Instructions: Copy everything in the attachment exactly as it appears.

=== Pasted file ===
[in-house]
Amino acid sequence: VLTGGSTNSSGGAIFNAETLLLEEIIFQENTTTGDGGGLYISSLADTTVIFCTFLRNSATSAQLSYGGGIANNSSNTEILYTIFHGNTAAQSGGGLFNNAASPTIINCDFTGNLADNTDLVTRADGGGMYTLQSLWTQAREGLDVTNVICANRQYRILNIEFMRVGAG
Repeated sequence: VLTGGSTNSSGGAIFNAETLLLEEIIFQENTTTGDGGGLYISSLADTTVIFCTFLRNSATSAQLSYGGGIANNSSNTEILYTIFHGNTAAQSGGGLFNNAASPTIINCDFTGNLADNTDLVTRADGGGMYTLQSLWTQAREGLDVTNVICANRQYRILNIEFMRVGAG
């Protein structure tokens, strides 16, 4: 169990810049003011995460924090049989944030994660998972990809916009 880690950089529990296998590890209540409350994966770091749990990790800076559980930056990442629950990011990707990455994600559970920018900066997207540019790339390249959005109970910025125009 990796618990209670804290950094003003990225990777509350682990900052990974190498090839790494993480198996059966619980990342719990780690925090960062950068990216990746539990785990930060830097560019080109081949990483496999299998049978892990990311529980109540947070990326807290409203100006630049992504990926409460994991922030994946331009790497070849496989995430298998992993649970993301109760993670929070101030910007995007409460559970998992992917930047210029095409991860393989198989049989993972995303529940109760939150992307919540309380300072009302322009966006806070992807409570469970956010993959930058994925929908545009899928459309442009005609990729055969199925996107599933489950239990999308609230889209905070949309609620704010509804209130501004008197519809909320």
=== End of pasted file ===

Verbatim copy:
[in-house]
Amino acid sequence: VLTGGSTNSSGGAIFNAETLLLEEIIFQENTTTGDGGGLYISSLADTTVIFCTFLRNSATSAQLSYGGGIANNSSNTEILYTIFHGNTAAQSGGGLFNNAASPTIINCDFTGNLADNTDLVTRADGGGMYTLQSLWTQAREGLDVTNVICANRQYRILNIEFMRVGAG
Repeated sequence: VLTGGSTNSSGGAIFNAETLLLEEIIFQENTTTGDGGGLYISSLADTTVIFCTFLRNSATSAQLSYGGGIANNSSNTEILYTIFHGNTAAQSGGGLFNNAASPTIINCDFTGNLADNTDLVTRADGGGMYTLQSLWTQAREGLDVTNVICANRQYRILNIEFMRVGAG
């Protein structure tokens, strides 16, 4: 169990810049003011995460924090049989944030994660998972990809916009 880690950089529990296998590890209540409350994966770091749990990790800076559980930056990442629950990011990707990455994600559970920018900066997207540019790339390249959005109970910025125009 990796618990209670804290950094003003990225990777509350682990900052990974190498090839790494993480198996059966619980990342719990780690925090960062950068990216990746539990785990930060830097560019080109081949990483496999299998049978892990990311529980109540947070990326807290409203100006630049992504990926409460994991922030994946331009790497070849496989995430298998992993649970993301109760993670929070101030910007995007409460559970998992992917930047210029095409991860393989198989049989993972995303529940109760939150992307919540309380300072009302322009966006806070992807409570469970956010993959930058994925929908545009899928459309442009005609990729055969199925996107599933489950239990999308609230889209905070949309609620704010509804209130501004008197519809909320």